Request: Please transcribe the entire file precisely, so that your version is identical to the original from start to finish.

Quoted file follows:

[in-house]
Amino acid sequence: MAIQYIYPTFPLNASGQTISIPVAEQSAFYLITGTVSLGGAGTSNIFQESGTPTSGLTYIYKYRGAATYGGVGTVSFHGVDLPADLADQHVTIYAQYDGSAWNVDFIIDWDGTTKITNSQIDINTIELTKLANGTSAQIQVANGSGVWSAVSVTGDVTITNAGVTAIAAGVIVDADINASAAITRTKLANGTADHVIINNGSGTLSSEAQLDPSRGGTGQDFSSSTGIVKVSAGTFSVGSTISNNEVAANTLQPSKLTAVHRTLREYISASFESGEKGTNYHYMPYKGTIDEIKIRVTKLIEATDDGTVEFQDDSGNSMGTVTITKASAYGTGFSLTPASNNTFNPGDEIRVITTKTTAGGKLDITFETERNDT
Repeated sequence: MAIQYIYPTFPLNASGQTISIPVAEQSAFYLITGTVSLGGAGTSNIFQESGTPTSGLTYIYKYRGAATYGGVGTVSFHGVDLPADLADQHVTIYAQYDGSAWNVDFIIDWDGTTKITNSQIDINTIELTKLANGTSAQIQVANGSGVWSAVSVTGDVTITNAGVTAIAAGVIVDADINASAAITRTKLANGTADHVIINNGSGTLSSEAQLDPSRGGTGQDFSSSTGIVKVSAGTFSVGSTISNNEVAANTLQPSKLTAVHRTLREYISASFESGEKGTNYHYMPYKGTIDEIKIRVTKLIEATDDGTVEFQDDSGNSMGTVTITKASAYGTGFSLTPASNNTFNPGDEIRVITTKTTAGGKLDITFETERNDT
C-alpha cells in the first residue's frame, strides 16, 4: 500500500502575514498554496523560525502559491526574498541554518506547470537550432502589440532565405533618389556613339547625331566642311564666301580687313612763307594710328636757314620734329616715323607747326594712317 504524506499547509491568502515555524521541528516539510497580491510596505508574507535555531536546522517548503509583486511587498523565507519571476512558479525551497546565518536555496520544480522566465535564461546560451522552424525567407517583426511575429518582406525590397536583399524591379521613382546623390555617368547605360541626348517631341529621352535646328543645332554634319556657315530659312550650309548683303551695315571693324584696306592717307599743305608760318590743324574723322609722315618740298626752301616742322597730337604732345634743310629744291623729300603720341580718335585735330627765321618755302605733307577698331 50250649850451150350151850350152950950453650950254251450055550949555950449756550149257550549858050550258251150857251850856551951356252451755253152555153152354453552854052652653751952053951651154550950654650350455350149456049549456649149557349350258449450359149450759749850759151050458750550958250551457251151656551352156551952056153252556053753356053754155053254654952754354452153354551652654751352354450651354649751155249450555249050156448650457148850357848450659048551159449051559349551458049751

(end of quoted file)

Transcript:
[in-house]
Amino acid sequence: MAIQYIYPTFPLNASGQTISIPVAEQSAFYLITGTVSLGGAGTSNIFQESGTPTSGLTYIYKYRGAATYGGVGTVSFHGVDLPADLADQHVTIYAQYDGSAWNVDFIIDWDGTTKITNSQIDINTIELTKLANGTSAQIQVANGSGVWSAVSVTGDVTITNAGVTAIAAGVIVDADINASAAITRTKLANGTADHVIINNGSGTLSSEAQLDPSRGGTGQDFSSSTGIVKVSAGTFSVGSTISNNEVAANTLQPSKLTAVHRTLREYISASFESGEKGTNYHYMPYKGTIDEIKIRVTKLIEATDDGTVEFQDDSGNSMGTVTITKASAYGTGFSLTPASNNTFNPGDEIRVITTKTTAGGKLDITFETERNDT
Repeated sequence: MAIQYIYPTFPLNASGQTISIPVAEQSAFYLITGTVSLGGAGTSNIFQESGTPTSGLTYIYKYRGAATYGGVGTVSFHGVDLPADLADQHVTIYAQYDGSAWNVDFIIDWDGTTKITNSQIDINTIELTKLANGTSAQIQVANGSGVWSAVSVTGDVTITNAGVTAIAAGVIVDADINASAAITRTKLANGTADHVIINNGSGTLSSEAQLDPSRGGTGQDFSSSTGIVKVSAGTFSVGSTISNNEVAANTLQPSKLTAVHRTLREYISASFESGEKGTNYHYMPYKGTIDEIKIRVTKLIEATDDGTVEFQDDSGNSMGTVTITKASAYGTGFSLTPASNNTFNPGDEIRVITTKTTAGGKLDITFETERNDT
C-alpha cells in the first residue's frame, strides 16, 4: 500500500502575514498554496523560525502559491526574498541554518506547470537550432502589440532565405533618389556613339547625331566642311564666301580687313612763307594710328636757314620734329616715323607747326594712317 504524506499547509491568502515555524521541528516539510497580491510596505508574507535555531536546522517548503509583486511587498523565507519571476512558479525551497546565518536555496520544480522566465535564461546560451522552424525567407517583426511575429518582406525590397536583399524591379521613382546623390555617368547605360541626348517631341529621352535646328543645332554634319556657315530659312550650309548683303551695315571693324584696306592717307599743305608760318590743324574723322609722315618740298626752301616742322597730337604732345634743310629744291623729300603720341580718335585735330627765321618755302605733307577698331 50250649850451150350151850350152950950453650950254251450055550949555950449756550149257550549858050550258251150857251850856551951356252451755253152555153152354453552854052652653751952053951651154550950654650350455350149456049549456649149557349350258449450359149450759749850759151050458750550958250551457251151656551352156551952056153252556053753356053754155053254654952754354452153354551652654751352354450651354649751155249450555249050156448650457148850357848450659048551159449051559349551458049751